Communication is one of the 3 most basic pillars of all things related to fighting. “Shoot. Move. Communicate.” Without communication, shooting and moving are a waste of energy. War Nerds has done a great job of explaining this in detail, and this first installment focuses on the use of SOI.
“The ability to communicate effectively is arguably the most important asset to any entity seeking to obtain a certain goal. Without communication the ability to relay ideas and goals to coworkers and teammates is nullified…Establishing a pattern or sequence for communication allows us to communicate successfully with other teammates. Standardizing communication is especially important because we may not even know those receiving our message very well. If communication was not standardized, efficiencies of time and message would be lost.“
Continue reading “Communications Breakdown Part 1”
This is an excellent session on leadership. I have watched leaders time and time again attempt to husband information and control every aspect of the unit or mission they are over. David Marquet turns this on it’s head and discusses how he was able to get his team on track in an extremely short amount of time and move on to be one of the most effective units in the Navy.
I’ll be the first to admit I’m not an experienced instructor. That said, I’ve attended various types of training classes most of my life so I do have a bit of experience being a student. One of the major things I’ve learned is that I retain information best when given the opportunity to use it soon after I’ve learned it – and the most effective teaching method I’ve encountered is known as crawl, walk, run.
Continue reading “Walk the Walk: The Critical Walk Phase”
The following page is a collection of gems of wisdom for anyone looking to run a milsim event. They are not mine, though I do agree with them and Operation Eastwind is still the most smoothly and professionally ran event I have ever attended.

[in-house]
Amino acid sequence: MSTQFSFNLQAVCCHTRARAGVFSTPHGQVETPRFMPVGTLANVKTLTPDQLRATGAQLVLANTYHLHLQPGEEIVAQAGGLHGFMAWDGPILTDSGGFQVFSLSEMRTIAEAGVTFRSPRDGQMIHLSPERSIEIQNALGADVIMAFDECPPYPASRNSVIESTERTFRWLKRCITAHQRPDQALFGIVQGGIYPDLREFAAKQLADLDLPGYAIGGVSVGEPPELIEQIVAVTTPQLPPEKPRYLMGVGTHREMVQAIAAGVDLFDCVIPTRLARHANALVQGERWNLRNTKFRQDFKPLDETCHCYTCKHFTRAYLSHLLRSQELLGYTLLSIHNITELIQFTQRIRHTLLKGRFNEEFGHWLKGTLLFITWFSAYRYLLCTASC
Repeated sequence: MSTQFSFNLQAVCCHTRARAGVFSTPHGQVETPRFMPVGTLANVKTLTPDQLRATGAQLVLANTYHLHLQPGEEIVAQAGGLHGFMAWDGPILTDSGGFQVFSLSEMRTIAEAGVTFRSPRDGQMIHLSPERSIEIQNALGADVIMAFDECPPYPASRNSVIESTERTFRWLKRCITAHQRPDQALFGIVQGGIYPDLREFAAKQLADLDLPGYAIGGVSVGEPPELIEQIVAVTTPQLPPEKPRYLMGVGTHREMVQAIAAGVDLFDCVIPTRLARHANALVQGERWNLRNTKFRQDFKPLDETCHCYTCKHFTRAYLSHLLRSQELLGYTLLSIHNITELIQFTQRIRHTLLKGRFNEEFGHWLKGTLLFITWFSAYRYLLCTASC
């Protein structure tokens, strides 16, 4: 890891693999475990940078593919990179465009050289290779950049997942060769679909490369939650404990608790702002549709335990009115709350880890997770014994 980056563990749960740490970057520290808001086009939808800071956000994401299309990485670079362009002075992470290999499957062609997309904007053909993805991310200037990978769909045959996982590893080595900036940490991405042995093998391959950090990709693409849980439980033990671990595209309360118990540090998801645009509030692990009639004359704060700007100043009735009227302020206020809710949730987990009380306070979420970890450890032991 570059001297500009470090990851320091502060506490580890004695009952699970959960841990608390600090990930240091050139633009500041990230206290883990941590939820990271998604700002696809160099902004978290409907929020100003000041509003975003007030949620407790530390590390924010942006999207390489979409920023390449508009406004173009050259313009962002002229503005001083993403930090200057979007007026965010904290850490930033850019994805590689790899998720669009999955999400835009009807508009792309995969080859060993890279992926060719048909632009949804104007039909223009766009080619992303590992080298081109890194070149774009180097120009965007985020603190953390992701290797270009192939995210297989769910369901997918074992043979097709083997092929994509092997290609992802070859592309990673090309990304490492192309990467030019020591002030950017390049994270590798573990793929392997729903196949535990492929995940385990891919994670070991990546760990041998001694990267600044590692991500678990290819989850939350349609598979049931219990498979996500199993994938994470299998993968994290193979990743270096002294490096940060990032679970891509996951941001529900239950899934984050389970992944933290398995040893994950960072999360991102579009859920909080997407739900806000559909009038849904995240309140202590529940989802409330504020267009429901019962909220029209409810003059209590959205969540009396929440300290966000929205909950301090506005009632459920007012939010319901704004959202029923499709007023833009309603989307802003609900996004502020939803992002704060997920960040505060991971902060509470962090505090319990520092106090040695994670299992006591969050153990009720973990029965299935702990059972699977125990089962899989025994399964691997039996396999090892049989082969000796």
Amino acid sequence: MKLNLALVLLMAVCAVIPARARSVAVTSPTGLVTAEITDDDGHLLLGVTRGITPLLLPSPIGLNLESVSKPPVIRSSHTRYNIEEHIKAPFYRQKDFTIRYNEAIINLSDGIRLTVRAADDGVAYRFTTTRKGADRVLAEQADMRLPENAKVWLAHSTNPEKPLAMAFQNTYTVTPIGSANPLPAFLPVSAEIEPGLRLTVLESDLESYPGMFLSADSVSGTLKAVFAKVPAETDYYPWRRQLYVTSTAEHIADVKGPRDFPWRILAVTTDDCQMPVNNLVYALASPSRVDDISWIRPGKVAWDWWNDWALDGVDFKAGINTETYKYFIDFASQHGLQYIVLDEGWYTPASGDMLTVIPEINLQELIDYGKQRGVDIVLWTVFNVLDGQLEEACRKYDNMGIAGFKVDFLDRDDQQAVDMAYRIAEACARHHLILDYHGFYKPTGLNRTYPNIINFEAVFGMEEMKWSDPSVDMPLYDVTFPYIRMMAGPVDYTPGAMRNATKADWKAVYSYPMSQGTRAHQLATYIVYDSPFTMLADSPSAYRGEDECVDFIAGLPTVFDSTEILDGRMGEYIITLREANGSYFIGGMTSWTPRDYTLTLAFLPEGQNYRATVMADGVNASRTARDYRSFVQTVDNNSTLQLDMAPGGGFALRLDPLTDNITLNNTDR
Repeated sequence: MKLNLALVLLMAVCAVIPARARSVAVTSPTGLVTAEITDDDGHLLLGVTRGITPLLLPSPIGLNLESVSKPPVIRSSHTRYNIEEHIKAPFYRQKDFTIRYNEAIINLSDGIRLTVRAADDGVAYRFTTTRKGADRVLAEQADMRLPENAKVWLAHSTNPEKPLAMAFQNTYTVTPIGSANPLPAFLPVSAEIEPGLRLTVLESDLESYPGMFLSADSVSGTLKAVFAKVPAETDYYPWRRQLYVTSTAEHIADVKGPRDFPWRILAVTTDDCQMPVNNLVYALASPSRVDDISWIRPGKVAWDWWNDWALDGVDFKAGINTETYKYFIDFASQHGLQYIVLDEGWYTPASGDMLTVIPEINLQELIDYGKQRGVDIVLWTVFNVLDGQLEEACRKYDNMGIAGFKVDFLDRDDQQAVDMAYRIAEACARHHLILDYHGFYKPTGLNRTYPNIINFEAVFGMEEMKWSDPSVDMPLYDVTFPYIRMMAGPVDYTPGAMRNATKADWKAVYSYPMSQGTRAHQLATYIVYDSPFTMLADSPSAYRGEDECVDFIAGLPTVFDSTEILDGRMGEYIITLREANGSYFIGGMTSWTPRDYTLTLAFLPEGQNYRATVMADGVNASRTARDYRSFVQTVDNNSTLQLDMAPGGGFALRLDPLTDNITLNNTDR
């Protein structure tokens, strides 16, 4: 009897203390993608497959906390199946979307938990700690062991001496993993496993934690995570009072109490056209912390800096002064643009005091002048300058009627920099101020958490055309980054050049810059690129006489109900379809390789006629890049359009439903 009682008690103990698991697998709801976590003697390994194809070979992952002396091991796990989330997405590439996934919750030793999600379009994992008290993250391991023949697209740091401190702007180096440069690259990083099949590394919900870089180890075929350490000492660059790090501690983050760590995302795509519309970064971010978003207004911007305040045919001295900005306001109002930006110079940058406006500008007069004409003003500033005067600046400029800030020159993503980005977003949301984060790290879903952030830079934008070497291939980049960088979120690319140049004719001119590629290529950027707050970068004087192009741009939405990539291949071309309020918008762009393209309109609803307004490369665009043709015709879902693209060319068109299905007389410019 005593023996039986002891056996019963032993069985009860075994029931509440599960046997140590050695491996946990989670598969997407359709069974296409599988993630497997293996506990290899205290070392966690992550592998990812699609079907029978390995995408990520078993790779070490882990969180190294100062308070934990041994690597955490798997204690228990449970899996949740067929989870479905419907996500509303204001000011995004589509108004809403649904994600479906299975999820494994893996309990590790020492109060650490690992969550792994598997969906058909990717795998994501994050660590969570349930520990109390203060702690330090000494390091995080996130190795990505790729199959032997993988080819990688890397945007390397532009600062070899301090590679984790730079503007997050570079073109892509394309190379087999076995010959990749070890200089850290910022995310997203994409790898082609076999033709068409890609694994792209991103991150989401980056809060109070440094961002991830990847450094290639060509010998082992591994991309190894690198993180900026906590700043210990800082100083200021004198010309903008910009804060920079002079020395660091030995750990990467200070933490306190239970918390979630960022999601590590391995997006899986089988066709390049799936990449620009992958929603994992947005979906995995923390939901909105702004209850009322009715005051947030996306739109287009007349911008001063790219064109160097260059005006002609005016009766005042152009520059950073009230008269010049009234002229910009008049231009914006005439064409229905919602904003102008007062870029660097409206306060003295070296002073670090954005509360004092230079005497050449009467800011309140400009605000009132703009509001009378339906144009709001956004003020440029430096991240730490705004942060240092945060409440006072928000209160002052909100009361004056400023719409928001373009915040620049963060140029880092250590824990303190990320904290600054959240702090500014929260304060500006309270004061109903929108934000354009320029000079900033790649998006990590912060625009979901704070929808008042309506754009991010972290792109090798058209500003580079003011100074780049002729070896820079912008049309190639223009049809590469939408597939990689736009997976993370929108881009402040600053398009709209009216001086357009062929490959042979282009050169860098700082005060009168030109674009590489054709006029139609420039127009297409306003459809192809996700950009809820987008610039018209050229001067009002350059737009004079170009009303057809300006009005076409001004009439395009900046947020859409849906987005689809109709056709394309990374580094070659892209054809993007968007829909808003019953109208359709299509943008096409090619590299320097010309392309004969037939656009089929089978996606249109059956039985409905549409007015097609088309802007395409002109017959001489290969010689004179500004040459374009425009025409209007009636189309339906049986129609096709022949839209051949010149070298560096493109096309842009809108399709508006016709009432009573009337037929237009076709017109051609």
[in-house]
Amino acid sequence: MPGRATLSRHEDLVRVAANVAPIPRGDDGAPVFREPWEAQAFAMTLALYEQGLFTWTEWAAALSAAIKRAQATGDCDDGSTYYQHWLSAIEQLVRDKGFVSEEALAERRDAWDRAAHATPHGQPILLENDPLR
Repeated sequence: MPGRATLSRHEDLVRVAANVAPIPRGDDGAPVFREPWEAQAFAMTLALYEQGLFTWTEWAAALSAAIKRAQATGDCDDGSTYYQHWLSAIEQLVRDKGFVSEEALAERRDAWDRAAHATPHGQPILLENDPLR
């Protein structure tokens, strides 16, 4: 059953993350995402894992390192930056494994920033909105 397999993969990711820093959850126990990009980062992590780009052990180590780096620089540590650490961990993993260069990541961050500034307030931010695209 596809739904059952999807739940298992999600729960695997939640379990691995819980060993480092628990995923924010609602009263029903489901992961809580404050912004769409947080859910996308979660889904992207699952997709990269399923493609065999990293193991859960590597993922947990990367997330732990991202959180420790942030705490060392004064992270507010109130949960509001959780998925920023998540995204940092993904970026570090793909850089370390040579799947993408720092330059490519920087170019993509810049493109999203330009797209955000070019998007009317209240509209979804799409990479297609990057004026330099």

Continue reading “Lessons Learned from Running Operation East Wind”
Thanks to local milsim player Dave for finding this file. We were not able to find the author so we cannot give credit to them but this quick reference sheet looks to be of great value to the small unit leader or anyone wanting a quick reminder of the basics in the field.
The web page this is posted on is located here. When printed it will fit on a single legal size page.
Alternately, you can print from the below .pdf file. It is in two letter sized pages.
Patroling, Orders & Terms
LRRPs, LRSDs, SEALs, Marine Recon, Scout Snipers. These elite units and others like them specialize in special reconnaissance gathering among other things. Reconnaissance missions are significantly different from other types of combat actions. While all units attempt to evade detection and gather information about their enemies, these units live and die by that ability.
Below is a British Army training film on Individual Fieldcraft. It goes over camouflage basics and how to move without breaking cover. While simple and at times a little cheesy it is very informative. I take no credit for it’s contents, I am simply passing it on.
Continue reading “Individual Fieldcraft”
Before you leave on any mission your team must be briefed on what is going on. Asking yourself a few simple questions will get everyone up to speed and allow your mission to flow smoothly. Above is a small cheat sheet with these questions on it. Feel free to print this off and take it in the field with you!
Continue reading “Pre-Mission Checklist”
These hand signals combined with the Combat Survival and Combat Effective signals will enable the operator to convey most any message without the need to speak, though they may not be used very often. For a multimedia presentation of all NATO hand signals, refer to the hand and arm signal article at ODJournal.com.
Continue reading “Auxiliary Hand Signals”